Wikipedia:Today's featured article/January 18, 2020

Part of the Coldrum Long Barrow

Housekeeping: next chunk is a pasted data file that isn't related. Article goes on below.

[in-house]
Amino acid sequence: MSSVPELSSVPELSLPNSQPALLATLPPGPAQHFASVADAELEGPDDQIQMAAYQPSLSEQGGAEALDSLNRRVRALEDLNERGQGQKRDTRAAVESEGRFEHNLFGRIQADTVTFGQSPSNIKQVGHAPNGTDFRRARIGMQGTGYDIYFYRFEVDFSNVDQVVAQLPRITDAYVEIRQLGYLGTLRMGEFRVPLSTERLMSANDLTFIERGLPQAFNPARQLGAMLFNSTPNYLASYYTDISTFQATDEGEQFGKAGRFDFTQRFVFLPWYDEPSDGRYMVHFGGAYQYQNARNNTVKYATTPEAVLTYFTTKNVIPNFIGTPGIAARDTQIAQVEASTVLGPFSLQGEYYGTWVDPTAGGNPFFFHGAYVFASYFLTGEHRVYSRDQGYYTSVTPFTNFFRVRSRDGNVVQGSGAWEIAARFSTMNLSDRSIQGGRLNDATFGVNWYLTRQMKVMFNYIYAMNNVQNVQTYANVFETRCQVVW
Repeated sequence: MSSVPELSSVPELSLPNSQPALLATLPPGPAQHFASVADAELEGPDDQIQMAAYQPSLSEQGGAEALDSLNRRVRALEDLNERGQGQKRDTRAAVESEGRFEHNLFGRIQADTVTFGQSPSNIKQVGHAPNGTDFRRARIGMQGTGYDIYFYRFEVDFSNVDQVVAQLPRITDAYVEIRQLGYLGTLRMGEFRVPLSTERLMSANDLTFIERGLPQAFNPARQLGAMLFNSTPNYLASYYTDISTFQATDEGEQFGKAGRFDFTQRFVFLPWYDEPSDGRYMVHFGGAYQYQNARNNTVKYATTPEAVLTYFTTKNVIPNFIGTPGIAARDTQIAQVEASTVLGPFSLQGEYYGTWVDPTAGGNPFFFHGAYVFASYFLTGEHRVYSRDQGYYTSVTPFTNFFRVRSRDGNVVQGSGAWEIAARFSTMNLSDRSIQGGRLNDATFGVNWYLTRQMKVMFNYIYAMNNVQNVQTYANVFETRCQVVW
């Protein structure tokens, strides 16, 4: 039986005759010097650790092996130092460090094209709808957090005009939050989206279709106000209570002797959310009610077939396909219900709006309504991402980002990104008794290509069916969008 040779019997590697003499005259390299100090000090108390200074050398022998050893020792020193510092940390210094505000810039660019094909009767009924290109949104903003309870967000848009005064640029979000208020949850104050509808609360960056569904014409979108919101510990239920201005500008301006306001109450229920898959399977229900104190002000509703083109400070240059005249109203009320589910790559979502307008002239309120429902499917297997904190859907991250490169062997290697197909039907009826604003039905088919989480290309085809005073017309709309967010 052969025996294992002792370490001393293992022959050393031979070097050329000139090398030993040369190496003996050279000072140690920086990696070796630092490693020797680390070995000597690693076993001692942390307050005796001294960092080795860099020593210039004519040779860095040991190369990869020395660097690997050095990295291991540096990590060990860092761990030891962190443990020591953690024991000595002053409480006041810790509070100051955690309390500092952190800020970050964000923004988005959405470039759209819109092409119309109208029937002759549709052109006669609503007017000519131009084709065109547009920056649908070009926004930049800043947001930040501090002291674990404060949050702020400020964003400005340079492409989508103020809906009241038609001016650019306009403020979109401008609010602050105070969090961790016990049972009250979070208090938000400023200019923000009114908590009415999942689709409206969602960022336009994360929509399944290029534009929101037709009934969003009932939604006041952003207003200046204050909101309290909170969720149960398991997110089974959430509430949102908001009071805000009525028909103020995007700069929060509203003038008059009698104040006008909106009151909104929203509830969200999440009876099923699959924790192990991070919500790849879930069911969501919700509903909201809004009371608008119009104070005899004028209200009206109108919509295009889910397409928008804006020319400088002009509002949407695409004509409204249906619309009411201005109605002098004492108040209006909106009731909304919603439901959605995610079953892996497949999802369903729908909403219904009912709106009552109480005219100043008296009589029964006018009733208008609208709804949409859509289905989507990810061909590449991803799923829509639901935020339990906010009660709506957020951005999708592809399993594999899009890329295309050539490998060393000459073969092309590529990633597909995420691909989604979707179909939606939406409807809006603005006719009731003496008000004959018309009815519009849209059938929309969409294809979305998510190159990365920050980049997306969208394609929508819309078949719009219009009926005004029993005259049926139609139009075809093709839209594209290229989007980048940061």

The Coldrum Long Barrow is a ruined British Early Neolithic chambered long barrow near the village of Trottiscliffe, Kent. Probably constructed in the fourth millennium BCE, it was built by pastoralist communities soon after the introduction of agriculture to Britain. Built out of earth and around fifty local sarsen-stone megaliths, the barrow consisted of a tumulus enclosed by kerb-stones. At the eastern end of the tumulus was a stone chamber containing the remains of at least seventeen human bodies, at least one of which had been dismembered before burial, potentially reflecting a tradition of excarnation and secondary burial. The long barrow later became dilapidated, possibly exacerbated through deliberate destruction by iconoclasts or treasure hunters. Local folklore associates the site with the burial of a prince and the countless stones motif. Excavations took place in the early 20th century, and in 1926, ownership was transferred to the National Trust. Entry is free, and the stones are the site of various modern Pagan rituals. (Full article...)